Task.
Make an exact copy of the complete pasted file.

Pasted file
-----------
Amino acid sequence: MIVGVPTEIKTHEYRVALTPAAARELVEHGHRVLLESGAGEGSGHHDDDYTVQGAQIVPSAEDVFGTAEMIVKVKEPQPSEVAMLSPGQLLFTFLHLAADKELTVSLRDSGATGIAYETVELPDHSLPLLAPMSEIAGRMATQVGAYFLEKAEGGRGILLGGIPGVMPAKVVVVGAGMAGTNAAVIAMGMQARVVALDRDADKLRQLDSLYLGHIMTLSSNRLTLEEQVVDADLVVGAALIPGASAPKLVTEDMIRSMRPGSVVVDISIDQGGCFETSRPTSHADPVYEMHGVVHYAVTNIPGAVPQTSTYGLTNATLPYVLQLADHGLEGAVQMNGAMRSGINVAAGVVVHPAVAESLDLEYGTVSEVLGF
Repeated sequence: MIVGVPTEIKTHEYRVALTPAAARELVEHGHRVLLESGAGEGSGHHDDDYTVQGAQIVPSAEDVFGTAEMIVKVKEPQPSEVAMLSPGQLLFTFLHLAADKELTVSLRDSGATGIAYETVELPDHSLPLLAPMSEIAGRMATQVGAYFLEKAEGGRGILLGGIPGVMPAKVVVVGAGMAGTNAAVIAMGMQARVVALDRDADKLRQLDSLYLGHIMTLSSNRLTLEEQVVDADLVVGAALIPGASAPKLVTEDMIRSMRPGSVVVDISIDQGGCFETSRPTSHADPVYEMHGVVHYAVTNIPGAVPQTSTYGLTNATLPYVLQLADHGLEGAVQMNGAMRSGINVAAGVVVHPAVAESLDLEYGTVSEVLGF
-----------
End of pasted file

Amino acid sequence: MIVGVPTEIKTHEYRVALTPAAARELVEHGHRVLLESGAGEGSGHHDDDYTVQGAQIVPSAEDVFGTAEMIVKVKEPQPSEVAMLSPGQLLFTFLHLAADKELTVSLRDSGATGIAYETVELPDHSLPLLAPMSEIAGRMATQVGAYFLEKAEGGRGILLGGIPGVMPAKVVVVGAGMAGTNAAVIAMGMQARVVALDRDADKLRQLDSLYLGHIMTLSSNRLTLEEQVVDADLVVGAALIPGASAPKLVTEDMIRSMRPGSVVVDISIDQGGCFETSRPTSHADPVYEMHGVVHYAVTNIPGAVPQTSTYGLTNATLPYVLQLADHGLEGAVQMNGAMRSGINVAAGVVVHPAVAESLDLEYGTVSEVLGF
Repeated sequence: MIVGVPTEIKTHEYRVALTPAAARELVEHGHRVLLESGAGEGSGHHDDDYTVQGAQIVPSAEDVFGTAEMIVKVKEPQPSEVAMLSPGQLLFTFLHLAADKELTVSLRDSGATGIAYETVELPDHSLPLLAPMSEIAGRMATQVGAYFLEKAEGGRGILLGGIPGVMPAKVVVVGAGMAGTNAAVIAMGMQARVVALDRDADKLRQLDSLYLGHIMTLSSNRLTLEEQVVDADLVVGAALIPGASAPKLVTEDMIRSMRPGSVVVDISIDQGGCFETSRPTSHADPVYEMHGVVHYAVTNIPGAVPQTSTYGLTNATLPYVLQLADHGLEGAVQMNGAMRSGINVAAGVVVHPAVAESLDLEYGTVSEVLGF